YREKA – JoAnn M. Bicego was recently named Siskiyou
County's newest Superior Court judge by California Gov. Jerry Brown.
The 53-year-old Bicego hails from Yreka
and has been serving as a Siskiyou County Superior Court commissioner
since 2009. Brown, a Democrat, appointed Bicego to the bench to fill the vacancy created by the retirement of Judge Donald
Bicego is one of 22 judges Brown
appointed to superior court benches throughout California. The
governor also nominated three judges for promotion to the Fourth and
Fifth District Courts of Appeals. California has 58 trial, or
superior courts, serving the state's roughly 34 million residents.
Bicego started her legal career in San
Francisco, working on civil litigation defense with an emphasis on
products liability and medical products and blood products defense.
She has worked in public service for more than a decade.
“In 2006, I took a job as a deputy county counsel," Bicego told the Northern California Record. "I provided legal advice to numerous county
departments, the board of supervisors, and various school districts
and special districts. I handled county contracts,
claims and litigation, and a wide variety of legal issues, ranging
from land use to elections to transportation – virtually any and
every kind of legal issue that can arise in a small rural county.”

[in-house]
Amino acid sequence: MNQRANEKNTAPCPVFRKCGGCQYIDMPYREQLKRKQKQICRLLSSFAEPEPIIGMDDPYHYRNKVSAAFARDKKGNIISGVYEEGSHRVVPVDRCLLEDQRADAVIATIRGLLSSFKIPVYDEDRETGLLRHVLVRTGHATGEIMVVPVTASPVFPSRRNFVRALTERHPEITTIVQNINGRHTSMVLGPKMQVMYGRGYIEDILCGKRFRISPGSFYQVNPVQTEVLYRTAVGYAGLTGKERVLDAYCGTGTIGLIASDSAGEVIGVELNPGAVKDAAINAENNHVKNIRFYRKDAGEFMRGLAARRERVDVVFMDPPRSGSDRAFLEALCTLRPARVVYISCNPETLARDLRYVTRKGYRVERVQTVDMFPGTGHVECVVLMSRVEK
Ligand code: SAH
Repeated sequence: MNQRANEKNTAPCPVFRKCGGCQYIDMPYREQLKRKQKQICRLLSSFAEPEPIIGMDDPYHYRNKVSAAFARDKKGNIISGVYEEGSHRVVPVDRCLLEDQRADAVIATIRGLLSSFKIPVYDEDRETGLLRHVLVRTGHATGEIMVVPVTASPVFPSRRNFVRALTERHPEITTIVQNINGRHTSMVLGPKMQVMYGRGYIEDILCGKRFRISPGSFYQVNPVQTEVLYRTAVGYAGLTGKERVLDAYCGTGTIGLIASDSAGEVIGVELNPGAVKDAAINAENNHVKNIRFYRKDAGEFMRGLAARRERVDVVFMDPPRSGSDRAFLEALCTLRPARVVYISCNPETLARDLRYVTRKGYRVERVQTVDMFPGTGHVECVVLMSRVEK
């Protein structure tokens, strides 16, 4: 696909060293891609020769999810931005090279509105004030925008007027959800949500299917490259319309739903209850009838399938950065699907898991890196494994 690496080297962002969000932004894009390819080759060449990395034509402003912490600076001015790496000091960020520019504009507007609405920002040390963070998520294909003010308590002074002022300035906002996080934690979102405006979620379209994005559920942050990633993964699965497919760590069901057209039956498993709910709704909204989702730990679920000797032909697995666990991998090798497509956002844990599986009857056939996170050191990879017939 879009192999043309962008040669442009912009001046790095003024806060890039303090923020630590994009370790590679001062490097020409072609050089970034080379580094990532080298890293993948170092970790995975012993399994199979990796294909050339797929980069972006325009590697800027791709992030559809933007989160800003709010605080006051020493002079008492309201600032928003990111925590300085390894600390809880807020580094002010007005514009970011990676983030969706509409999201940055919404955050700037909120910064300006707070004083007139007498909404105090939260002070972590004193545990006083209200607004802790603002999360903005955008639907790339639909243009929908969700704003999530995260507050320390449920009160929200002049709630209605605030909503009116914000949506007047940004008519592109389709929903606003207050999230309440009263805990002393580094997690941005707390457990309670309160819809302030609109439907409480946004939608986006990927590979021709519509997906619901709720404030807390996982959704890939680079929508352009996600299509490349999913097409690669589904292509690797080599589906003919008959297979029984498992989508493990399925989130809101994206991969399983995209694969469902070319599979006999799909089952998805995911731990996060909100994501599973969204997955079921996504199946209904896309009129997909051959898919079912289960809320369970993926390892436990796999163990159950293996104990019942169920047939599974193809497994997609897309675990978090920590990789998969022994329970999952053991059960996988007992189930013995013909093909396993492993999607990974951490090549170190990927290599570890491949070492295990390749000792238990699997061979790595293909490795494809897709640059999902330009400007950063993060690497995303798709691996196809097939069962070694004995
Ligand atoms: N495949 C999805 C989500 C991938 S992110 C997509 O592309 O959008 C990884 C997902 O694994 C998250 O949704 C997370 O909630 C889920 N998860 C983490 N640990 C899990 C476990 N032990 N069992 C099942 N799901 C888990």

Siskiyou County is in the
northernmost area of California and is home to nearly 45,000
residents. Bicego was a court commissioner for seven and a half years
before being appointed to the bench. As a court commissioner, she
handled a variety of cases.
“My assignments included criminal
misdemeanor, infraction and juvenile calendars; child support and
family law calendars, including guardianships and requests for
restraining orders, small claims and unlawful detainers,” she said.
“I also frequently filled in on the civil, probate and
conservatorship calendars. We are in the process of determining
judicial assignments, but I anticipate continuing to handle a variety
Bicego earned her law degree from the
University of the Pacific, McGeorge School of Law and an
undergraduate degree from the University of California, Santa
Barbara, according to a statement from Brown's office.
Bicego acknowledges the unique
challenges and opportunity facing judges in small towns, and is ready
to embrace her new role.
“Being a judge in a small town is
different in some respects than being a judge in a big city,” Bicego said. “The people I see in court are often the same ones I see at
a grocery store, restaurant or church. I recognize that I’m a
reflection of the court and justice system wherever I go. That can be
a challenge, but it’s also an opportunity to educate and inform
people about the judicial branch. My husband, in addition to being an
attorney, has served on the Yreka City Council and is a volunteer
firefighter. We are both active in and supportive of various service,
community, arts and veterans groups, and I’m very honored and
privileged to now serve as a judge.”
Bicego is registered without party
preference. Compensation for her position is $191,612, according to
the governor's office.